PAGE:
It is a delightful and profitable occupation to mark the hand of God in the lives of ancient saints, and to observe his goodness in delivering them, his mercy in pardoning them, and his faithfulness in keeping his covenant with them. But would it not be even more interesting and profitable for us to remark the hand of God in our own lives? Ought we not to look upon our own history as being at least as full of God, as full of his goodness and of his truth, as much a proof of his faithfulness and veracity, as the lives of any of the saints who have gone before? We do our Lord an injustice when we suppose that he wrought all his mighty acts, and showed himself strong for those in the early time, but doth not perform wonders or lay bare his arm for the saints who are now upon the earth. Let us review our own lives. Surely in these we may discover some happy incidents, refreshing to ourselves and glorifying to our God. Have you had no deliverances? Have you passed through no rivers, supported by the divine presence? Have you walked through no fires unharmed? Have you had no manifestations? Have you had no choice favours? The God who gave Solomon the desire of his heart, hath he never listened to you and answered your requests? That God of lavish bounty of whom David sang, "Who satisfieth thy mouth with good things," hath he never satiated you with fatness? Have you never been made to lie down in green pastures? Have you never been led by the still waters? Surely the goodness of God has been the same to us as to the saints of old. Let us, then, weave his mercies into a song. Let us take the pure gold of thankfulness, and the jewels of praise and make them into another crown for the head of Jesus. Let our souls give forth music as sweet and as exhilarating as came from David's harp, while we praise the Lord whose mercy endureth forever.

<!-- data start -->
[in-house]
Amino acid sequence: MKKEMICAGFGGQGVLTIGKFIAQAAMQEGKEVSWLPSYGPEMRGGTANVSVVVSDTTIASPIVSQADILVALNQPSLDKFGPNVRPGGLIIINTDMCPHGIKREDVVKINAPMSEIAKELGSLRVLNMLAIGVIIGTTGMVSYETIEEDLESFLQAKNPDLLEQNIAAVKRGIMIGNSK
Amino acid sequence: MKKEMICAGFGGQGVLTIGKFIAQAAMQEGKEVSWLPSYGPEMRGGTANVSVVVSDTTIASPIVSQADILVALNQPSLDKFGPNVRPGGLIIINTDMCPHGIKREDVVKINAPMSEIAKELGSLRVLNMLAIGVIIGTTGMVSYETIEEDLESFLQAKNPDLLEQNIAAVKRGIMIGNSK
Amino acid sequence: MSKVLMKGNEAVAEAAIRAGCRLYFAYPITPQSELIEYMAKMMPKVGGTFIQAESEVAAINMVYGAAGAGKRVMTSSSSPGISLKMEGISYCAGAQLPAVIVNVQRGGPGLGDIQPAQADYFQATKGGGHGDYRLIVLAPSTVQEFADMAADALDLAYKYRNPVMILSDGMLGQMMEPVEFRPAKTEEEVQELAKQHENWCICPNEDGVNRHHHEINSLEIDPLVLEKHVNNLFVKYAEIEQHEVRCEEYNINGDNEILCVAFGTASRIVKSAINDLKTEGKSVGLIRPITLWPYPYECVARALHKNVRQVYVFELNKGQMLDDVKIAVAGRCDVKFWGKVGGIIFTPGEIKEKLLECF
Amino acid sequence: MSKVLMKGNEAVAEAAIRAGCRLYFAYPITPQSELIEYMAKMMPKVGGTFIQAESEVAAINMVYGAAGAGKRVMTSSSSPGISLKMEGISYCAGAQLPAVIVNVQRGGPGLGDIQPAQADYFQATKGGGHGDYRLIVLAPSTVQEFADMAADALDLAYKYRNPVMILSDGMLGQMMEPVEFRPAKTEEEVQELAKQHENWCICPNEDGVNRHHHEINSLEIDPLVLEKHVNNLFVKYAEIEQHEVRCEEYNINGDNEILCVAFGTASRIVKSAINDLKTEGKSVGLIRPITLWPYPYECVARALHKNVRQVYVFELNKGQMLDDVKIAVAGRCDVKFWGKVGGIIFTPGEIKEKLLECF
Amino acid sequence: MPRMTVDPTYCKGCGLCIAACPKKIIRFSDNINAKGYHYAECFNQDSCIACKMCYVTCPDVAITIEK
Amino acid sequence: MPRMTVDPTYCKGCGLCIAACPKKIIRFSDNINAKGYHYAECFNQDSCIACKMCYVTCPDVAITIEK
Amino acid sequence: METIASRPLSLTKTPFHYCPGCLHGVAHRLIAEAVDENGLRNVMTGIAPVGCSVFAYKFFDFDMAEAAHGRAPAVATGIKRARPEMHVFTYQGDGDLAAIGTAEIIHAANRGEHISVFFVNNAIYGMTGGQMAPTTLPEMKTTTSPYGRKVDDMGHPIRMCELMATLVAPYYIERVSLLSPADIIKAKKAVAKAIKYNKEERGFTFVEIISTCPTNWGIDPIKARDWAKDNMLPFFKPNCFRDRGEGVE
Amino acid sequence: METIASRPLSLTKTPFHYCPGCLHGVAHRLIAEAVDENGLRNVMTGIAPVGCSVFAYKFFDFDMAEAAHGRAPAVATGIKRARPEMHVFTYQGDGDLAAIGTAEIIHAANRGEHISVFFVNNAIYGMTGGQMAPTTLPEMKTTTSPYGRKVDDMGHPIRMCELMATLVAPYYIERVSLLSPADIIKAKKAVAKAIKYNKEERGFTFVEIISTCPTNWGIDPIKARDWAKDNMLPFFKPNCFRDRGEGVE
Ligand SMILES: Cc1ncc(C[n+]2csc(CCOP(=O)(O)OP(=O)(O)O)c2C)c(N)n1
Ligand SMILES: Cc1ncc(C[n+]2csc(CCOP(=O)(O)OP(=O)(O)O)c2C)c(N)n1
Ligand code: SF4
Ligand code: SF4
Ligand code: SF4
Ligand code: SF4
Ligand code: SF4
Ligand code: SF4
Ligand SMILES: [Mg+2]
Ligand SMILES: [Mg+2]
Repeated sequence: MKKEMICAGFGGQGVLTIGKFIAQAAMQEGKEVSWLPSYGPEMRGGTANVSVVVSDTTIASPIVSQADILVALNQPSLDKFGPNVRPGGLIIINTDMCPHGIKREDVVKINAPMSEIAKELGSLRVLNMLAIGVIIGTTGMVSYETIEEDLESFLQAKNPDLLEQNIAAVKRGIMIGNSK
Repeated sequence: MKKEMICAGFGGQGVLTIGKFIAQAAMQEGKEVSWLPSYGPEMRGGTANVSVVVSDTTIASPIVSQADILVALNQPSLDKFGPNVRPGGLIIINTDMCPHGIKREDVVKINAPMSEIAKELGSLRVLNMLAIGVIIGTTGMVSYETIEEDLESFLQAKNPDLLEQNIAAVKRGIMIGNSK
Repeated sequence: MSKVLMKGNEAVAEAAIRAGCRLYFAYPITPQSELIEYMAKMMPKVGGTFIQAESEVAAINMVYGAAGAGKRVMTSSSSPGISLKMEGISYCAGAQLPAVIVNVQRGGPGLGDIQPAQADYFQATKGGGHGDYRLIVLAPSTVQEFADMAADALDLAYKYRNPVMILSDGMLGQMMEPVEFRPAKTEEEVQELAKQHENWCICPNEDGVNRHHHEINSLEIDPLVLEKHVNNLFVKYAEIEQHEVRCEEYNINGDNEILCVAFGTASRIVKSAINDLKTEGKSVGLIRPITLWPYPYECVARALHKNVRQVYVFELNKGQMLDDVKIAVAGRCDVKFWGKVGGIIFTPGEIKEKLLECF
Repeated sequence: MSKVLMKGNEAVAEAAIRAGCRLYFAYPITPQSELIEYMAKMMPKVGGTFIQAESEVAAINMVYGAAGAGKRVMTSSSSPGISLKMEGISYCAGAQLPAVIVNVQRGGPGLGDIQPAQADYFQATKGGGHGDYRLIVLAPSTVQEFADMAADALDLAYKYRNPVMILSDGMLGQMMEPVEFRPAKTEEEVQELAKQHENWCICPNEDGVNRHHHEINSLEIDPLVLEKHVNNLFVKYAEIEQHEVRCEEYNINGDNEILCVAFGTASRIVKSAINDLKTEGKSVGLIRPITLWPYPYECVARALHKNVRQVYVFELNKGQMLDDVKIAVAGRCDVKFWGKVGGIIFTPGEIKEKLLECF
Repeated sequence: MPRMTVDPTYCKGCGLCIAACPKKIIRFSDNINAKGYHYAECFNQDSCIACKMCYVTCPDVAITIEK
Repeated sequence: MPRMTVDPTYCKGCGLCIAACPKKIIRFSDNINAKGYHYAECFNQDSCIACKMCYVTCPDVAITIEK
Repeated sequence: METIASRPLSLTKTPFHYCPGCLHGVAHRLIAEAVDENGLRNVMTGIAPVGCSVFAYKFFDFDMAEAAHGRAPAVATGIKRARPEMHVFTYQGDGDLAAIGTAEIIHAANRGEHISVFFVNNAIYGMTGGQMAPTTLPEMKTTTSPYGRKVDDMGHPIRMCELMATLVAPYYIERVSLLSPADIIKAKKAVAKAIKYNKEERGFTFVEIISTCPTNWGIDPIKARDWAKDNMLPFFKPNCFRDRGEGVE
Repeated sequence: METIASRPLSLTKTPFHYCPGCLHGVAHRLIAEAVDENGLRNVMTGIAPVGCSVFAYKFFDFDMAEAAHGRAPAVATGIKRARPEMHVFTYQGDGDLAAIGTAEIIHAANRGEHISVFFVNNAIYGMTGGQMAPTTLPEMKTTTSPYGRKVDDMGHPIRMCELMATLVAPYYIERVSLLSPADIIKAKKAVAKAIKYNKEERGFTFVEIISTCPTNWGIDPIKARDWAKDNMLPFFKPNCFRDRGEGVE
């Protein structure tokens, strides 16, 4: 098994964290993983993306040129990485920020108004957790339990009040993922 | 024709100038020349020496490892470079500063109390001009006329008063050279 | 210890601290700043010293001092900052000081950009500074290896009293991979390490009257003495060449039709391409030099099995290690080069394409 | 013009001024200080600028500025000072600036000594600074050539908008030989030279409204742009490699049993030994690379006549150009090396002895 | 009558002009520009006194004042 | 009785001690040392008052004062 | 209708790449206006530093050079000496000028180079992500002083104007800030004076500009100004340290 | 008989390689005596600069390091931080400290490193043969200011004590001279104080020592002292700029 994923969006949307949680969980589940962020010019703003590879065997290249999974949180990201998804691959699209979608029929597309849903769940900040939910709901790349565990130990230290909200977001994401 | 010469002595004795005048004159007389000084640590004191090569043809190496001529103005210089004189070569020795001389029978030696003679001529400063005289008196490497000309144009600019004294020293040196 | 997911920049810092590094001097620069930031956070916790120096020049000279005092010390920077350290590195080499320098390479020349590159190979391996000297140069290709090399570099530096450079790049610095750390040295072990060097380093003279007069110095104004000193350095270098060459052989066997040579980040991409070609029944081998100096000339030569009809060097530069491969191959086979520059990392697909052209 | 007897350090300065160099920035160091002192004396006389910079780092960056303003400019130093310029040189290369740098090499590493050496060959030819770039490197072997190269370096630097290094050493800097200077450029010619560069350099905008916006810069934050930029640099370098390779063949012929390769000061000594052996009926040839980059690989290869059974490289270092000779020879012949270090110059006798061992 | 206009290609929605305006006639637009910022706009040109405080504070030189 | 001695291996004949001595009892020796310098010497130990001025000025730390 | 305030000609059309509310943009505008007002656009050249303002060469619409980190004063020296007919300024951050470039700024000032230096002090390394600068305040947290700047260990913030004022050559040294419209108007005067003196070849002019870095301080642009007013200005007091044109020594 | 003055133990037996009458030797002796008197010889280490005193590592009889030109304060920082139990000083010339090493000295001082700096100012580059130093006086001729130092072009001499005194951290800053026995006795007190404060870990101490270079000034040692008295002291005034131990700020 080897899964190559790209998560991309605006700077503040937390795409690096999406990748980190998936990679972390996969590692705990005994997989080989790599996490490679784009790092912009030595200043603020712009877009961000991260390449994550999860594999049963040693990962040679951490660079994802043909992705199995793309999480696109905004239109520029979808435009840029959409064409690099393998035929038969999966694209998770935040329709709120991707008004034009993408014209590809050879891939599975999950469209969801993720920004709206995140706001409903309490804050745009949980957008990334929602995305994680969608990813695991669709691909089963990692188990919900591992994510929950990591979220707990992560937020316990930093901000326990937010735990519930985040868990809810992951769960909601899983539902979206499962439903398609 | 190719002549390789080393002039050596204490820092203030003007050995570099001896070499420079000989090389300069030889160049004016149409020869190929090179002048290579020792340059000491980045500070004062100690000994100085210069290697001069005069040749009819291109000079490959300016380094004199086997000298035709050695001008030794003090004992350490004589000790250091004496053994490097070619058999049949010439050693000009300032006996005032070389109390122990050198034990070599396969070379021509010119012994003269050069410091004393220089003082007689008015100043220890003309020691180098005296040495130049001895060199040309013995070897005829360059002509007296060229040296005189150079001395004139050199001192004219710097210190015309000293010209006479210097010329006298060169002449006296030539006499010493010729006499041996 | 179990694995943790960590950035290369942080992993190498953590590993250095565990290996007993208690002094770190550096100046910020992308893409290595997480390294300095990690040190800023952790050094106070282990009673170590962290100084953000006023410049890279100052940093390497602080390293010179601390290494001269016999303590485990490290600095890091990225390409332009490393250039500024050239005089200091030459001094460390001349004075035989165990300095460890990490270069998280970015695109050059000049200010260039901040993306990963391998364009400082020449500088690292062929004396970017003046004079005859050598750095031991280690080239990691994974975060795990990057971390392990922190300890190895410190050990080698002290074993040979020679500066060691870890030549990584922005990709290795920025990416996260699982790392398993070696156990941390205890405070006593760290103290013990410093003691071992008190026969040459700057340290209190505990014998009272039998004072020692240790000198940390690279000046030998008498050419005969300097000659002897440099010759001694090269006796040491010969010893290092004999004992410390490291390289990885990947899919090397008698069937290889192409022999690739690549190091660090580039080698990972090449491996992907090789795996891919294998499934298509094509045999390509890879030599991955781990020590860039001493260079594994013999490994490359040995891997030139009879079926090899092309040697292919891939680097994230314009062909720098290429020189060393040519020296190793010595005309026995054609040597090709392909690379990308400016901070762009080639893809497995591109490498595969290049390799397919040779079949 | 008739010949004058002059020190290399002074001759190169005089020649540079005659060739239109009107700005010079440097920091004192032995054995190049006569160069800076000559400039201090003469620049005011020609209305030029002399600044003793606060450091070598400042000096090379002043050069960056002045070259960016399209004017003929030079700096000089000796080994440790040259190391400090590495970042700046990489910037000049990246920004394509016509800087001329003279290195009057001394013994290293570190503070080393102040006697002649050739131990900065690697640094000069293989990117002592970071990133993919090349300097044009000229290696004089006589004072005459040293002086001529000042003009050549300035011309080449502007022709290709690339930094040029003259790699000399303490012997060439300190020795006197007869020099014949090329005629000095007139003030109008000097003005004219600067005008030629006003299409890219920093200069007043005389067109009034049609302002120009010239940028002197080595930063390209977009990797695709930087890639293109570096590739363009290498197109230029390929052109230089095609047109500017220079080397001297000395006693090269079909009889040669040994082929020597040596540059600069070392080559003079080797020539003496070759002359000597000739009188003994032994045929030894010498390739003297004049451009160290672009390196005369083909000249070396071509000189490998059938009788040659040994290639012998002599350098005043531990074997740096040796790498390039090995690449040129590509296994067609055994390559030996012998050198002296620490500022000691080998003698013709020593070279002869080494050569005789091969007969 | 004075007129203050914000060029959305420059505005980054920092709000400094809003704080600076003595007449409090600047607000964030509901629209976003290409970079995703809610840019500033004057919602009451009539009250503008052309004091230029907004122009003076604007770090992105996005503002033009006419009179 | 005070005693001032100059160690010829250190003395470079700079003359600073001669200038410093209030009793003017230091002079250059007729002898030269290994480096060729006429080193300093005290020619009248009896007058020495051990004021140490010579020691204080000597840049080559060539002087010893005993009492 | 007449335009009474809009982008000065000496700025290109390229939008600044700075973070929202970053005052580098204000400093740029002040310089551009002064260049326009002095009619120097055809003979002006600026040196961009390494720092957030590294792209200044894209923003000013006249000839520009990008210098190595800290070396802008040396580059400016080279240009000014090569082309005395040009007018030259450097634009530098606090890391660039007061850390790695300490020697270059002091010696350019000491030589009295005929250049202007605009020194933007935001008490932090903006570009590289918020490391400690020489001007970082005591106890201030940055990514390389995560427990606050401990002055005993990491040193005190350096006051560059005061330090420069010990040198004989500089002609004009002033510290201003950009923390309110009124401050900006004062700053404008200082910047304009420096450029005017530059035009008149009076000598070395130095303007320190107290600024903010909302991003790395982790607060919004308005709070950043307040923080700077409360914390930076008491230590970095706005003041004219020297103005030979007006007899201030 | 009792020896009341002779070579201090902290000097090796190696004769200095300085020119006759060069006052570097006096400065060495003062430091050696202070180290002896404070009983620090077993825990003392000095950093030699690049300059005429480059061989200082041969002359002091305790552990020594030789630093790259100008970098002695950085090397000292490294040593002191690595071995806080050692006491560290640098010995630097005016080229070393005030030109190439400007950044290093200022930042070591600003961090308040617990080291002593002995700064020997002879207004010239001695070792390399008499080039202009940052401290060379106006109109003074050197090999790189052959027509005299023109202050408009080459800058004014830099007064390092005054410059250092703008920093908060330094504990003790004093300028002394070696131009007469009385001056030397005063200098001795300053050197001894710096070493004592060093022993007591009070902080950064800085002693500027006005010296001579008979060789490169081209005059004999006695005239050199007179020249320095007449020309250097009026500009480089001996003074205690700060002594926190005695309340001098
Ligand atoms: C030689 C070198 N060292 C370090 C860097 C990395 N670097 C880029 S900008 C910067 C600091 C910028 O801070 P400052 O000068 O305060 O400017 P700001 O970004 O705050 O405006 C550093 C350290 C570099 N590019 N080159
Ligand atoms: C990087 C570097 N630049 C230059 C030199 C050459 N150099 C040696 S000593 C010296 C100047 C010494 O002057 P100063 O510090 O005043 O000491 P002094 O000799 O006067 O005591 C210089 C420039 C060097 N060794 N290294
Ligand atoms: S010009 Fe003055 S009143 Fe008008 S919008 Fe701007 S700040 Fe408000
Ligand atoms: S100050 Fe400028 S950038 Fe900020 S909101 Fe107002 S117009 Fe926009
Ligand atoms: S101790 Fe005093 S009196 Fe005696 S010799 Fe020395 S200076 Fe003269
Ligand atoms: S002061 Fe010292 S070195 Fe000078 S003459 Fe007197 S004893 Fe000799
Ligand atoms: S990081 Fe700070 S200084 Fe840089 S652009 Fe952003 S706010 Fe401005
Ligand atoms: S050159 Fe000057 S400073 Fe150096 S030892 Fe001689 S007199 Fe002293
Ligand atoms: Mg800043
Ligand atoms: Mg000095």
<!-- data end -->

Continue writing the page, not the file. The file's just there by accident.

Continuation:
The thought processes of a child are very different from those of a mature person. A child thinks only of himself and his desires, his wants and needs making up the heart of his world and completely occupying his focus. Certainly for the sake of survival, every baby comes into this world as a narcissist, thinking only of its own needs. But with healthy growth of the mind comes a natural change in focus from inward to outward. The thought life of a mature believer must be well trained because the greatest battlefield for the Christian is the mind. Proverbs 23:7 "For as he thinks within himself, so he is" (NASB).

What we think about powerfully influences who and what we will become. Our actions, our attitudes and habits are born in the mind, an offspring of the thought life we entertain.

We can literally change our lives by changing how we think – but we cannot do it alone. God's standard and guideline for the thought life is very clear and demanding. In fact, it's downright impossible without God's power at work in our lives.

Philippians 4:8: "Think about the things that are good and worthy of praise. Think about the things that are true and honorable and right and pure and beautiful and respected" (NCV).

We choose what we watch and read, the conversations we have and the time we spend in the Word. If the mind is not filled with good, trust me, the enemy will fill it with bad. The human mind will always set itself on something. In this passage, Paul is challenging us to wisely choose that setting, taking charge of our thoughts by inviting the Holy Spirit to empower God's standard for the mind.

It is time for us to allow the Holy Spirit free reign in training our mind, harnessing our thoughts and measuring them by God's standard. If we don't make up our mind, our unmade mind will unmake us. In order to live right we must think right. How about you? Have you made up your mind?

Lord, I confess to You that my thoughts are not pure. I have allowed the world and outside influences to pollute the mind that should be set on You.

Pastor Dermoth Baptiste
President, St Vincent & the Grenadines Mission